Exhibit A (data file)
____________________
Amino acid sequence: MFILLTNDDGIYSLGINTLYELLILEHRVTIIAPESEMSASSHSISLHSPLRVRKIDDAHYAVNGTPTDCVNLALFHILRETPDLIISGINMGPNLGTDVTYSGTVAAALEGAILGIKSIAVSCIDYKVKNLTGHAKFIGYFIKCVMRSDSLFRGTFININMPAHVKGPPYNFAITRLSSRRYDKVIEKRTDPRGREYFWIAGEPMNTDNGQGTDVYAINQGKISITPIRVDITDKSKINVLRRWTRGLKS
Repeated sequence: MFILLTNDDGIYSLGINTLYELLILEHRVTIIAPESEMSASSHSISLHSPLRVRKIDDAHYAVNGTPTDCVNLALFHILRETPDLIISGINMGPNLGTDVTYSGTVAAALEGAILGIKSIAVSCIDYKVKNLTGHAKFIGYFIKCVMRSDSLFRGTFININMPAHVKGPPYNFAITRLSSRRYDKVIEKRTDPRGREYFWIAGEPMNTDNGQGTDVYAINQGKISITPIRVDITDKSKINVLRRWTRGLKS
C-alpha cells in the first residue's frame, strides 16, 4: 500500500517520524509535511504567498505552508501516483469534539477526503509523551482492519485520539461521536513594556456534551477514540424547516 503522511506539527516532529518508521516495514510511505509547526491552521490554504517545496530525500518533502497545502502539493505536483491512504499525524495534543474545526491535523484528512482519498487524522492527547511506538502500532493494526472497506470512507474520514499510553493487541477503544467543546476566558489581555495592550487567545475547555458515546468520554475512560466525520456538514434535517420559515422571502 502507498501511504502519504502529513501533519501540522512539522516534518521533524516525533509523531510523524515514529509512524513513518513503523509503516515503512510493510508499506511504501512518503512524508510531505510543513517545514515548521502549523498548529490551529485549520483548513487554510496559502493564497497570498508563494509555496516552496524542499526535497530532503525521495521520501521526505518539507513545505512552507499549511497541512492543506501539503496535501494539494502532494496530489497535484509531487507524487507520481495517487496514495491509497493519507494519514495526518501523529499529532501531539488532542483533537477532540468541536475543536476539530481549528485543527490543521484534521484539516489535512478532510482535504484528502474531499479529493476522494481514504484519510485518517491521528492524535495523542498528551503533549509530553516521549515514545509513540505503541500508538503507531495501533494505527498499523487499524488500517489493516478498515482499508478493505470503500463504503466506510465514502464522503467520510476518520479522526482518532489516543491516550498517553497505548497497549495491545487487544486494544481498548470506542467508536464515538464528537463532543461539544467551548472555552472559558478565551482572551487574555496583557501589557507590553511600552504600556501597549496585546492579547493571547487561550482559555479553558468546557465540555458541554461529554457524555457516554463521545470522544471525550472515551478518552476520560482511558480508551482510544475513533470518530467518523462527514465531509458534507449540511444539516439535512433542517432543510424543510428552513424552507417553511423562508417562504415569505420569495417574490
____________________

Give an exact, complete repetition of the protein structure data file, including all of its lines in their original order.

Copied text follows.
Amino acid sequence: MFILLTNDDGIYSLGINTLYELLILEHRVTIIAPESEMSASSHSISLHSPLRVRKIDDAHYAVNGTPTDCVNLALFHILRETPDLIISGINMGPNLGTDVTYSGTVAAALEGAILGIKSIAVSCIDYKVKNLTGHAKFIGYFIKCVMRSDSLFRGTFININMPAHVKGPPYNFAITRLSSRRYDKVIEKRTDPRGREYFWIAGEPMNTDNGQGTDVYAINQGKISITPIRVDITDKSKINVLRRWTRGLKS
Repeated sequence: MFILLTNDDGIYSLGINTLYELLILEHRVTIIAPESEMSASSHSISLHSPLRVRKIDDAHYAVNGTPTDCVNLALFHILRETPDLIISGINMGPNLGTDVTYSGTVAAALEGAILGIKSIAVSCIDYKVKNLTGHAKFIGYFIKCVMRSDSLFRGTFININMPAHVKGPPYNFAITRLSSRRYDKVIEKRTDPRGREYFWIAGEPMNTDNGQGTDVYAINQGKISITPIRVDITDKSKINVLRRWTRGLKS
C-alpha cells in the first residue's frame, strides 16, 4: 500500500517520524509535511504567498505552508501516483469534539477526503509523551482492519485520539461521536513594556456534551477514540424547516 503522511506539527516532529518508521516495514510511505509547526491552521490554504517545496530525500518533502497545502502539493505536483491512504499525524495534543474545526491535523484528512482519498487524522492527547511506538502500532493494526472497506470512507474520514499510553493487541477503544467543546476566558489581555495592550487567545475547555458515546468520554475512560466525520456538514434535517420559515422571502 502507498501511504502519504502529513501533519501540522512539522516534518521533524516525533509523531510523524515514529509512524513513518513503523509503516515503512510493510508499506511504501512518503512524508510531505510543513517545514515548521502549523498548529490551529485549520483548513487554510496559502493564497497570498508563494509555496516552496524542499526535497530532503525521495521520501521526505518539507513545505512552507499549511497541512492543506501539503496535501494539494502532494496530489497535484509531487507524487507520481495517487496514495491509497493519507494519514495526518501523529499529532501531539488532542483533537477532540468541536475543536476539530481549528485543527490543521484534521484539516489535512478532510482535504484528502474531499479529493476522494481514504484519510485518517491521528492524535495523542498528551503533549509530553516521549515514545509513540505503541500508538503507531495501533494505527498499523487499524488500517489493516478498515482499508478493505470503500463504503466506510465514502464522503467520510476518520479522526482518532489516543491516550498517553497505548497497549495491545487487544486494544481498548470506542467508536464515538464528537463532543461539544467551548472555552472559558478565551482572551487574555496583557501589557507590553511600552504600556501597549496585546492579547493571547487561550482559555479553558468546557465540555458541554461529554457524555457516554463521545470522544471525550472515551478518552476520560482511558480508551482510544475513533470518530467518523462527514465531509458534507449540511444539516439535512433542517432543510424543510428552513424552507417553511423562508417562504415569505420569495417574490